counseling by retired executives, providing you with access to
years of international business experience.

Small Business Development Centers: SBDCs, operating in coopera-
tion with local colleges and universities, offer in-depth busi-
ness counseling and training.

Export Legal Assistance Network: Through ELAN, you can receive a
free, one-time consultation from an attorney experienced in
international trade law.

Export Access: This international market-research tool delivers
free market-data reports to your computer screen. Formerly known
as SBAtlas, Export Access provides both product and country
reports: The product report ranks the top 35 import and export
markets for a particular product; the country report identifies
the top 20 import and export products by country for the last
five years. An on-screen graph allows for easy identification of
trends. Export Access is easily reached via the Internet; it is
on the Office of International Trade Home Page, which is found
through the SBA Home Page. Export Access is also available at
local SBA offices nationwide.

Other Available Assistance

The U.S. Department of Commerce: This agency offers a wide range
of information on export potential, international markets, trade
leads and contacts. It also conducts trade missions and catalog
exhibitions, and assists firms participating abroad in trade
shows. For more information about Commerce Department programs,
consult your telephone directory under “U.S. Government” or call

State and Local Agencies: Your state and/or local government may
also offer export assistance.

Chambers of Commerce: Some chambers actively promote exports and
provide training programs, counseling, referrals, trade missions
and publications.

International Trade Associations: Many of these associations and
other private organizations offer a wide range of services. Most
conduct regular meetings with qualified speakers and provide net-
working opportunities with others involved in international trade.

Export Management and Export Trading Companies: These companies
serve as export sales intermediaries and representatives for
manufacturers. Services include locating foreign buyers, pro-
moting products, making export sales, providing documentation
and shipping products overseas.

Consulting Firms: Trade consultants can provide information on
domestic and foreign trade regulations and overseas markets, and
can assess overseas commercial and political risk. They often
specialize in product lines and/or geographical areas.

Some small law firms, accounting firms or specialized marketing
firms also provide international-trade consulting services.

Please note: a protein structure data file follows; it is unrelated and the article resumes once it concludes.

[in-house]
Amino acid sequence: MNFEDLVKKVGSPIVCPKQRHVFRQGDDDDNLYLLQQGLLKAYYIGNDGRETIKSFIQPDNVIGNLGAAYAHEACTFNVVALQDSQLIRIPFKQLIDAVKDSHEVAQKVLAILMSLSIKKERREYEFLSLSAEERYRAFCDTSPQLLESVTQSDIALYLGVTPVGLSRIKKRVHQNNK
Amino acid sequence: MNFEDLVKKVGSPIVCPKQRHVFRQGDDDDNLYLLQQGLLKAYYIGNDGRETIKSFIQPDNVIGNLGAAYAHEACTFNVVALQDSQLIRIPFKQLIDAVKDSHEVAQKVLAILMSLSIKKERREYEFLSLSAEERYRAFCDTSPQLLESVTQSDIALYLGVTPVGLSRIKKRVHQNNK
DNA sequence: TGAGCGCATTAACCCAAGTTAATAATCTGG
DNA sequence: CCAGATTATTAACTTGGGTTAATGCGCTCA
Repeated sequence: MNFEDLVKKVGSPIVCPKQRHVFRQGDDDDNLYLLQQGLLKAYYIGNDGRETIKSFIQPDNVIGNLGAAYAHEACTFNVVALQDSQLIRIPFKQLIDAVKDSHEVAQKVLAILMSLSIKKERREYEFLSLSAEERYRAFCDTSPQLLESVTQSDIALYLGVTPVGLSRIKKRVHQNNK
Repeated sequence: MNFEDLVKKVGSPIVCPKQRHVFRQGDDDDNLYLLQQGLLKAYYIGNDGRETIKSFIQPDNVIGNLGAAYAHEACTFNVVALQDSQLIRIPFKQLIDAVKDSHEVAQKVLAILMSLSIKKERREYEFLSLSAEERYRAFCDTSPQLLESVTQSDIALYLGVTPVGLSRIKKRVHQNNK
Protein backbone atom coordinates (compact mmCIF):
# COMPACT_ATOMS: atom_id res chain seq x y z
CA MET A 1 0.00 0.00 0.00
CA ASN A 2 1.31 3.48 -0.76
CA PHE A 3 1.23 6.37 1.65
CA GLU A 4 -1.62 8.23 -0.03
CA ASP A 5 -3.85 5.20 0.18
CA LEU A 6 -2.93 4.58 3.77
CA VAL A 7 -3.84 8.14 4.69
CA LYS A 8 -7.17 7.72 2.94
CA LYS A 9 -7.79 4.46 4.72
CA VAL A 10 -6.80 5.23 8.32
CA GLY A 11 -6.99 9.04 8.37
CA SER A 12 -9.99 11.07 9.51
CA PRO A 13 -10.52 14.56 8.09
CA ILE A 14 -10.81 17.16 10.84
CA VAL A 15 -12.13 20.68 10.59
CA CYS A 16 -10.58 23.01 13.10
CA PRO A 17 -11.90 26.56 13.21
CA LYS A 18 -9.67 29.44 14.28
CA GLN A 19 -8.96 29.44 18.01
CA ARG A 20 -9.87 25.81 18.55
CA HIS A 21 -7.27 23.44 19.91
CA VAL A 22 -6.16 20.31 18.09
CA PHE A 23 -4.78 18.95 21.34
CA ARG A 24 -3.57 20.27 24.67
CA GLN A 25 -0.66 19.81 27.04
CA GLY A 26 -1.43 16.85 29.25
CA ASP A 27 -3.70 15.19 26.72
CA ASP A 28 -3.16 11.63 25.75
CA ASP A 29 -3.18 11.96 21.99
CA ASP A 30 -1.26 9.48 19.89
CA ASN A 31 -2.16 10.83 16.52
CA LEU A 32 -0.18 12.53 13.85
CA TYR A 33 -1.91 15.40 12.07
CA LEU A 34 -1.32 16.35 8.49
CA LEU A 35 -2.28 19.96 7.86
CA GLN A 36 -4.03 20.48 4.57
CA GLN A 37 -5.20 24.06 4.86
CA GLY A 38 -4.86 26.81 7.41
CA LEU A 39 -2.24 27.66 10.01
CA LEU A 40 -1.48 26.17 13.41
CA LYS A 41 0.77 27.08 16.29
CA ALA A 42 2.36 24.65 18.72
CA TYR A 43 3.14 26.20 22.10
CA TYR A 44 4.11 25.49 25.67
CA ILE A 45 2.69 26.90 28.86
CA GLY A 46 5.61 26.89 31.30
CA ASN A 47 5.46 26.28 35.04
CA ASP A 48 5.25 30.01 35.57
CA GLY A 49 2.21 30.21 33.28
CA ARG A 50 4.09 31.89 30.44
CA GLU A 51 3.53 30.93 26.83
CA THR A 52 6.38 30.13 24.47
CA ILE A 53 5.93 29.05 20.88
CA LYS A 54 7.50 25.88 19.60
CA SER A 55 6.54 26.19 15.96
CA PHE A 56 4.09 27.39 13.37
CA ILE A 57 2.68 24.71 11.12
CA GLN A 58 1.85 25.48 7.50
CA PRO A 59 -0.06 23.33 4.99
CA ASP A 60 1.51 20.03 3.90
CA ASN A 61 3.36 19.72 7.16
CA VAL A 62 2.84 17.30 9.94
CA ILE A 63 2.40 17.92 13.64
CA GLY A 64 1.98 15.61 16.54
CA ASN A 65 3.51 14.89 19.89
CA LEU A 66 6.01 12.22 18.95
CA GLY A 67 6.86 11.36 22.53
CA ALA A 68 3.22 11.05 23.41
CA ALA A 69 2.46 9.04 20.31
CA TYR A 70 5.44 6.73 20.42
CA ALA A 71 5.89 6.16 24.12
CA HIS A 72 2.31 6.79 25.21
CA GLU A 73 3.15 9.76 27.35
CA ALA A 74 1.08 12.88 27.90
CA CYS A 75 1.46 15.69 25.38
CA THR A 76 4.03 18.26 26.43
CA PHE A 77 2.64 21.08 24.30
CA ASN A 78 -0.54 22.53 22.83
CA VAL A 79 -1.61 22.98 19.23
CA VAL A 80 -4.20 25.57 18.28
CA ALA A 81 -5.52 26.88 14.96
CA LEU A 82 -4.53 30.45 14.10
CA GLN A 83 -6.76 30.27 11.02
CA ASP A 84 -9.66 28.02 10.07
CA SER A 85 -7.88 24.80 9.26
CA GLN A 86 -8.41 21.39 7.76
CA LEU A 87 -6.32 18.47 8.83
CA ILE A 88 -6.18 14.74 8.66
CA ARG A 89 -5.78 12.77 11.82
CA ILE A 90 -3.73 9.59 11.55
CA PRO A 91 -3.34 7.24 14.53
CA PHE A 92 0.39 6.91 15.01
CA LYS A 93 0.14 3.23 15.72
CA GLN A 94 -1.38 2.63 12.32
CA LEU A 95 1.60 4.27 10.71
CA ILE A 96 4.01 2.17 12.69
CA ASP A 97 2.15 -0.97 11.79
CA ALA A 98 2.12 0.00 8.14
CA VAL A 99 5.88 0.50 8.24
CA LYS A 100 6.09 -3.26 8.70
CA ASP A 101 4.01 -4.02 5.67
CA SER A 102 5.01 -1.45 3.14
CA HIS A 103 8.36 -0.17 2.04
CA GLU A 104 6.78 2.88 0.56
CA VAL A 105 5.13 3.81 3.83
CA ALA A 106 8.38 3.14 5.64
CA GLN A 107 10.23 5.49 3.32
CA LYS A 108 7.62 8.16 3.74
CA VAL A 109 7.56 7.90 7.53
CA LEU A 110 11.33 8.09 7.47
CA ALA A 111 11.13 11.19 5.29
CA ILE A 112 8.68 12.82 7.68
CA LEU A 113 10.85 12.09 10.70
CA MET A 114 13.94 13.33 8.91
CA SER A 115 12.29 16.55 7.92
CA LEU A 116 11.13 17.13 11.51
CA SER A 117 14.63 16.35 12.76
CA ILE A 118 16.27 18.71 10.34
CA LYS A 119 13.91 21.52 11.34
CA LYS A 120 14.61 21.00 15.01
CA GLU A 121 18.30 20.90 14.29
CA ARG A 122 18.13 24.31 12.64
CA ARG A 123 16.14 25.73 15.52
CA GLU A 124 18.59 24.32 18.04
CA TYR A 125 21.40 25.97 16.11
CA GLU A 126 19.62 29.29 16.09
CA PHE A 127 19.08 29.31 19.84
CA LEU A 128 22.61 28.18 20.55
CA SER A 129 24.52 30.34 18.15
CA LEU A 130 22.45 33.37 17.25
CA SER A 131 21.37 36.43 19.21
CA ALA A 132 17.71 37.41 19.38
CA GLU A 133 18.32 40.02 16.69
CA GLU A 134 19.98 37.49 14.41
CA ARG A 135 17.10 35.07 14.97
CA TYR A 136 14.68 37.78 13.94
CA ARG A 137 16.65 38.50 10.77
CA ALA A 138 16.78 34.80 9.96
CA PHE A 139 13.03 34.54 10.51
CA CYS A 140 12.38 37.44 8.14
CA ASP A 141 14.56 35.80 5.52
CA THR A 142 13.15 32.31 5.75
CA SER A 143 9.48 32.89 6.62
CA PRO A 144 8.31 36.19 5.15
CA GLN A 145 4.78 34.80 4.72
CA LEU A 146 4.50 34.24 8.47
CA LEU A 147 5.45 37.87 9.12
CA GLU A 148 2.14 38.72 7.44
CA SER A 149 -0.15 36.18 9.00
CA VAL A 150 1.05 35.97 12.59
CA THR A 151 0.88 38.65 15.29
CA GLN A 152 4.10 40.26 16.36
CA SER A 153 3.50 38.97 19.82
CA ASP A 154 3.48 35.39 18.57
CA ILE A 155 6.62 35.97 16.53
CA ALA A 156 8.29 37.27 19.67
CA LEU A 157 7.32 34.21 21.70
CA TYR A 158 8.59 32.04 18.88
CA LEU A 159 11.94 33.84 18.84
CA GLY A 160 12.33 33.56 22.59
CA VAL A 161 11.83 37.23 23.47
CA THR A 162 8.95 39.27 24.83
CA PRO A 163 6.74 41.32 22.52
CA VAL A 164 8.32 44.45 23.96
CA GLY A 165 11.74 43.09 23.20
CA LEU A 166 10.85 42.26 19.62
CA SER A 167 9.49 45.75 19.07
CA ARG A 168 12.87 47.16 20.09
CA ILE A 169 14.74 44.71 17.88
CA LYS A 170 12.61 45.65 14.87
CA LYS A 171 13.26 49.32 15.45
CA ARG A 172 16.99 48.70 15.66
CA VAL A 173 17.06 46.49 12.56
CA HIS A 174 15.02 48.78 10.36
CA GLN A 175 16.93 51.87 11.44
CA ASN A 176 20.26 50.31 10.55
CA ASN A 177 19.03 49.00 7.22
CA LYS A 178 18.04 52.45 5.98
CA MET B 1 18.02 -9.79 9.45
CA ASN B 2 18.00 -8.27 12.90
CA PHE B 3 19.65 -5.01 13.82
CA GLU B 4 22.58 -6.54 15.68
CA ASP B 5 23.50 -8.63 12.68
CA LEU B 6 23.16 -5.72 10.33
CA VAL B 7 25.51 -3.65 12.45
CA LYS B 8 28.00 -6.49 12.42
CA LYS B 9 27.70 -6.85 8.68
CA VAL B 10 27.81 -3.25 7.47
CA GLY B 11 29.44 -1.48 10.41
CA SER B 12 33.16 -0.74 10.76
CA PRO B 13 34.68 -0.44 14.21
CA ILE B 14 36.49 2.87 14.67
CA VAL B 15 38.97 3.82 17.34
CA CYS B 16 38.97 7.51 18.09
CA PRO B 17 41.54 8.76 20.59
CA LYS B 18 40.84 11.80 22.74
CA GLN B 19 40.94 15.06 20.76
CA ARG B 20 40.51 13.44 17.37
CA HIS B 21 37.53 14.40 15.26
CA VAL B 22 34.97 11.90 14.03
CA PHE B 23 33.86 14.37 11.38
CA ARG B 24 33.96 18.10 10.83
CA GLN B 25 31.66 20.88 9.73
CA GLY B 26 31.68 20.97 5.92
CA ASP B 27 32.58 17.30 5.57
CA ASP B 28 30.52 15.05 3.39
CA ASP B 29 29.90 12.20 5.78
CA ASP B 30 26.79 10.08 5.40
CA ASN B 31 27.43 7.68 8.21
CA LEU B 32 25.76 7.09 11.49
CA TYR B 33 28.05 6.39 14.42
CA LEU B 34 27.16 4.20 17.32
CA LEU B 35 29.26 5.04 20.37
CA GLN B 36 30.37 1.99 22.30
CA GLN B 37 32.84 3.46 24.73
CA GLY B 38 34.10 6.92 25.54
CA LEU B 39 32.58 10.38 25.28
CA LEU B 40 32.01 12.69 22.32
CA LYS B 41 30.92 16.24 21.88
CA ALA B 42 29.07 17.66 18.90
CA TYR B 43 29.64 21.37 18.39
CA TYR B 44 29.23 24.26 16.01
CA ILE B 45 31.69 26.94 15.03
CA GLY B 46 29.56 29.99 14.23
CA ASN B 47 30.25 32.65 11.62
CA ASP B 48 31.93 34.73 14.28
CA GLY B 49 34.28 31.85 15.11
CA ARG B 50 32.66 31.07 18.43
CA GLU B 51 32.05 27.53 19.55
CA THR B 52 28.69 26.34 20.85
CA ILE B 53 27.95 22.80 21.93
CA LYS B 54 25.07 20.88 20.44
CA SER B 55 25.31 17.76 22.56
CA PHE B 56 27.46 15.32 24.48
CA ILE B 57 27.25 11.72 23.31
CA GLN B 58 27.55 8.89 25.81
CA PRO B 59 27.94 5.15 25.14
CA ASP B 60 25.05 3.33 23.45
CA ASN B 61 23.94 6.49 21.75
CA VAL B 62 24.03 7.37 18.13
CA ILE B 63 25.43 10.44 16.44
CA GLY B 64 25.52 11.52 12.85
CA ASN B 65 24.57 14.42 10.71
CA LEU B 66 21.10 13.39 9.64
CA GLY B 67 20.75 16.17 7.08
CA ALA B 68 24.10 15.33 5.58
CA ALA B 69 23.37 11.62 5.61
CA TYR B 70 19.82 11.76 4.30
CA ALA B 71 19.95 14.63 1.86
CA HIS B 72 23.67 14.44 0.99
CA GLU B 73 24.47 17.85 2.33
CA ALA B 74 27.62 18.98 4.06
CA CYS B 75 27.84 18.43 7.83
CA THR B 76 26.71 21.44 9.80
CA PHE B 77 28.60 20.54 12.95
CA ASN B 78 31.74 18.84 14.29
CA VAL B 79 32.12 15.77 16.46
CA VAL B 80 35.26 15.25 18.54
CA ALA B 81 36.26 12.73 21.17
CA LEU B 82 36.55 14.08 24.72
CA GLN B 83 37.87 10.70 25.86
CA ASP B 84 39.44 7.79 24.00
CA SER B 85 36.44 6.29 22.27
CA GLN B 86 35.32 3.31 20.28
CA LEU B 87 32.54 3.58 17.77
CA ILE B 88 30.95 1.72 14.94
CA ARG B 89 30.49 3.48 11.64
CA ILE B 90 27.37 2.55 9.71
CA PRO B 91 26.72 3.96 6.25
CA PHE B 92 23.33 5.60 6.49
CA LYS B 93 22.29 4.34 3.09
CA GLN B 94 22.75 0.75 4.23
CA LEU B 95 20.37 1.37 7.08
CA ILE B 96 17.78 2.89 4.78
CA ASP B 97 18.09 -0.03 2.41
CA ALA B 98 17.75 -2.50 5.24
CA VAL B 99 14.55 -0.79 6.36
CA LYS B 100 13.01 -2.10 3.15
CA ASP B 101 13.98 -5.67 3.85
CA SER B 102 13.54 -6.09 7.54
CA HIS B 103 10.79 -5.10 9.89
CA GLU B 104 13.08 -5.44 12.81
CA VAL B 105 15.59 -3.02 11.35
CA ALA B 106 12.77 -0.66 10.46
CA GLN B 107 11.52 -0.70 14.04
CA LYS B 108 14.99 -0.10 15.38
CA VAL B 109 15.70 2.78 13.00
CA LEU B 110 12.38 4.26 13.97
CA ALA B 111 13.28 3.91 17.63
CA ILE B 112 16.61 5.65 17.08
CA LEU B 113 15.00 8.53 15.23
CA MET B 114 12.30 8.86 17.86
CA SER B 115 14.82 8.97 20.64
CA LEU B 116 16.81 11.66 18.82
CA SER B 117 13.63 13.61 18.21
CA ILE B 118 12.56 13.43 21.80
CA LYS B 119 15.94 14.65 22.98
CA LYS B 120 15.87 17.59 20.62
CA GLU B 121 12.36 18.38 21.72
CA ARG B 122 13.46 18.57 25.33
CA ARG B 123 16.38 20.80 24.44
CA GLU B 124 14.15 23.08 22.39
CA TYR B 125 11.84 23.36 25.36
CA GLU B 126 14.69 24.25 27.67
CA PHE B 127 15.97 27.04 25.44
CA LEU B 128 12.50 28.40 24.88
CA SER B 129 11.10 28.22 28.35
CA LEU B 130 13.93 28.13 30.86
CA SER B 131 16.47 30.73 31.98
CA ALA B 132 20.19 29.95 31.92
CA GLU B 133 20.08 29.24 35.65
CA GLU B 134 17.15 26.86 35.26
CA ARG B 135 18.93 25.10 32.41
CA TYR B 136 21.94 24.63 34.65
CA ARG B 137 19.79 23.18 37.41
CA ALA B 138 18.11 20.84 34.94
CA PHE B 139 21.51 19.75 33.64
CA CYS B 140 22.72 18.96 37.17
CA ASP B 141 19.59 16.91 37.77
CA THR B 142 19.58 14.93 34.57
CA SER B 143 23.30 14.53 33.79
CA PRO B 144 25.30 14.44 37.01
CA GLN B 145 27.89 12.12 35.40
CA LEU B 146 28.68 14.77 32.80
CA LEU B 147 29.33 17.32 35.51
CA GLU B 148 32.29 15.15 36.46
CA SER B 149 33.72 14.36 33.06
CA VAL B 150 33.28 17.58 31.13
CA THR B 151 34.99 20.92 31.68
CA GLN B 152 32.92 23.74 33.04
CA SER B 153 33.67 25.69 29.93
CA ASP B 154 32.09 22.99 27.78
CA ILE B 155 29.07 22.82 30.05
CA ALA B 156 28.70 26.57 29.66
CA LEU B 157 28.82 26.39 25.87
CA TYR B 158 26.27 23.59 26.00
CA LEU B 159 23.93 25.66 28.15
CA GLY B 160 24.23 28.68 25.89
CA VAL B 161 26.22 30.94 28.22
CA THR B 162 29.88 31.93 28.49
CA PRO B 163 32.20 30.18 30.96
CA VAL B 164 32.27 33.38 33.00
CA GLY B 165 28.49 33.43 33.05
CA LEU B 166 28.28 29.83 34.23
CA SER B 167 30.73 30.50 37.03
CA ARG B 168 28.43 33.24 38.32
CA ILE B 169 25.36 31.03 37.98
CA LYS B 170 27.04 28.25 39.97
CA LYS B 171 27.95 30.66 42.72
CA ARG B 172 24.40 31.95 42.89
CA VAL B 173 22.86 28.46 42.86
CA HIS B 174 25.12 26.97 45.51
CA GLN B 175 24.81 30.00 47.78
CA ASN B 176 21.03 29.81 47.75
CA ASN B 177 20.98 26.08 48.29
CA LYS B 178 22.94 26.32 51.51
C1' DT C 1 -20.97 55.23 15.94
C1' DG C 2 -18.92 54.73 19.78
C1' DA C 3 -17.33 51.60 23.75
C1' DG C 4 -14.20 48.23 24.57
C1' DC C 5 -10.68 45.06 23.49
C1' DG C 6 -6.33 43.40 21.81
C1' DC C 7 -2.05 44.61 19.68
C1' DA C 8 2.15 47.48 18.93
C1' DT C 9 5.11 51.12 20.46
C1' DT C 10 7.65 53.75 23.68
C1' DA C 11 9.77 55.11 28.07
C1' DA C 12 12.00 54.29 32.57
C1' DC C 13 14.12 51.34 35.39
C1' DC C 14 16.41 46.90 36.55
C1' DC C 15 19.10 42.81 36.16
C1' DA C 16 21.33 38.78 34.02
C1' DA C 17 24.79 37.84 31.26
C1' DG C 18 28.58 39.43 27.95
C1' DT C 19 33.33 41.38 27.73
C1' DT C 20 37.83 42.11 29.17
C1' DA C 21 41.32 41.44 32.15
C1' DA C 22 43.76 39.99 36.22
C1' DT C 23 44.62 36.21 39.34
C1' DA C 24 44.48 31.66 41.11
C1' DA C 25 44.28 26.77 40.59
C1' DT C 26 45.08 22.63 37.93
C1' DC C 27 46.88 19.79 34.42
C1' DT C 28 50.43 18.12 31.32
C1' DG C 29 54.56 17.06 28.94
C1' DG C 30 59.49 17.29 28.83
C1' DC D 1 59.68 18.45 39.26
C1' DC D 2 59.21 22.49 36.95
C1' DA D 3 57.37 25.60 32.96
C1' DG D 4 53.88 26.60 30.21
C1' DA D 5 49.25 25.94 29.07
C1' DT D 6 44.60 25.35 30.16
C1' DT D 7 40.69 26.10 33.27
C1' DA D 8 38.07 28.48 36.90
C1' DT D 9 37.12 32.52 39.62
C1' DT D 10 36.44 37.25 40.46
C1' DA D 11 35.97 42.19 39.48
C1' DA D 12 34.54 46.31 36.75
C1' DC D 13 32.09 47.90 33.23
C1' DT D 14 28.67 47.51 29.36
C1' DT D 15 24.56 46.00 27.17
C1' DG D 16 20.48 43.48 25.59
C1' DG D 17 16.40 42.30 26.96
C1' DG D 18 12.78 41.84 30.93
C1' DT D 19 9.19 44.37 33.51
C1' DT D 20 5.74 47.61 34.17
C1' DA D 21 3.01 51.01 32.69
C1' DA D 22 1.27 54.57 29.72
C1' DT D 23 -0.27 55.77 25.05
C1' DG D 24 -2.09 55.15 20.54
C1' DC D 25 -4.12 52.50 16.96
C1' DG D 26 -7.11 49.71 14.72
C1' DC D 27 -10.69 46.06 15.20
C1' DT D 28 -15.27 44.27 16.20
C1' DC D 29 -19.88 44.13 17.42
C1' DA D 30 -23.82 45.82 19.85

For More Information

Information is power. Make it your business to know what is
available, where to get it and, most importantly, how to use it.

Sources of information include:

U.S. Small Business Administration
* SBA District Offices
* Small Business Development Centers (SBDCs)
* Service Corps of Retired Executives (SCORE)
* SBA OnLine (electronic bulletin board)
* Business Information Centers (BICs)

The SBA has offices located throughout the United States. For the
one nearest you, look under “U.S. Government” in your telephone
directory, or call the SBA Answer Desk at (800) 8-ASK-SBA. To send
a fax to the SBA, dial (202) 205-7064. For the hearing impaired,
the TDD number is (704) 344-6640.

To access the agency’s electronic public information services,
you may call the following:

SBA OnLine: electronic bulletin board – modem and computer
(800) 697-4636 (limited access)
(900) 463-4636 (full access)
(202) 401-9600 (D.C. metro area)
Internet: using uniform resource locators (URLs)
SBA Home Page: http://www.sba.gov
SBA gopher: gopher://gopher.sba.gov
File transfer protocol: ftp://ftp.sba.gov
Telnet: telnet://sbaonline.sba.gov
U.S. Business Advisor: http://www.business.gov

You also may request a free copy of The Resource Directory for
Small Business Management, a listing of for-sale publications and
videotapes, from your local SBA office or the SBA Answer Desk.

Other Sources

* State economic development agencies
* Chambers of commerce
* Local colleges and universities
* Libraries
* Manufacturers and suppliers of small business products and
* Small business or industry trade associations

All of the SBA’s programs and services are provided to the public
on a nondiscriminatory basis.

FS0061 (8/96)

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SMB Reviews
SMB Reviews 473 posts